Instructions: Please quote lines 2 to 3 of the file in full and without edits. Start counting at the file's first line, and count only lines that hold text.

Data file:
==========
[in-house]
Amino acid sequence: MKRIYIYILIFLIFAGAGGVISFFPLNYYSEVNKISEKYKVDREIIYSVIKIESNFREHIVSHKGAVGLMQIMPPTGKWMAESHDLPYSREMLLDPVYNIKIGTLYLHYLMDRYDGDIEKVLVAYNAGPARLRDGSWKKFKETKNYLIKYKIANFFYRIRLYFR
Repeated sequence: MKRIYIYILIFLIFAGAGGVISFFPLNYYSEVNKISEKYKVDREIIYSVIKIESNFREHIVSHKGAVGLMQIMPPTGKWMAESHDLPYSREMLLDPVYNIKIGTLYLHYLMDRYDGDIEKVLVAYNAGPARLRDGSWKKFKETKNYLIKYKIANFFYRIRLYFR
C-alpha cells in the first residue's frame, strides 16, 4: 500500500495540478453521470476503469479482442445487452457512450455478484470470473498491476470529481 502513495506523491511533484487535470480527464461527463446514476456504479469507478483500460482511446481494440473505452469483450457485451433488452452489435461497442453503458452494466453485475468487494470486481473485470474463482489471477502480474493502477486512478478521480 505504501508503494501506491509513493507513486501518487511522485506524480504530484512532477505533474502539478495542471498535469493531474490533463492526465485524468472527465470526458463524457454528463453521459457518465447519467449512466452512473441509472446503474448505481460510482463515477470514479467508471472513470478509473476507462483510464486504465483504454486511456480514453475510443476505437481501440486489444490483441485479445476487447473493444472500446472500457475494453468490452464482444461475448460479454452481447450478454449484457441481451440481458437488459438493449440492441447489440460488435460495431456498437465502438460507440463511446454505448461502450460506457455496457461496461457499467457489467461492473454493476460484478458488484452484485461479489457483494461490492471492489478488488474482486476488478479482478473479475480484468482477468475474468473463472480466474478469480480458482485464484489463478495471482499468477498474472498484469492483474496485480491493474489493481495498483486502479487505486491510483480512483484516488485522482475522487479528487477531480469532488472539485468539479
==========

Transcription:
Amino acid sequence: MKRIYIYILIFLIFAGAGGVISFFPLNYYSEVNKISEKYKVDREIIYSVIKIESNFREHIVSHKGAVGLMQIMPPTGKWMAESHDLPYSREMLLDPVYNIKIGTLYLHYLMDRYDGDIEKVLVAYNAGPARLRDGSWKKFKETKNYLIKYKIANFFYRIRLYFR
Repeated sequence: MKRIYIYILIFLIFAGAGGVISFFPLNYYSEVNKISEKYKVDREIIYSVIKIESNFREHIVSHKGAVGLMQIMPPTGKWMAESHDLPYSREMLLDPVYNIKIGTLYLHYLMDRYDGDIEKVLVAYNAGPARLRDGSWKKFKETKNYLIKYKIANFFYRIRLYFR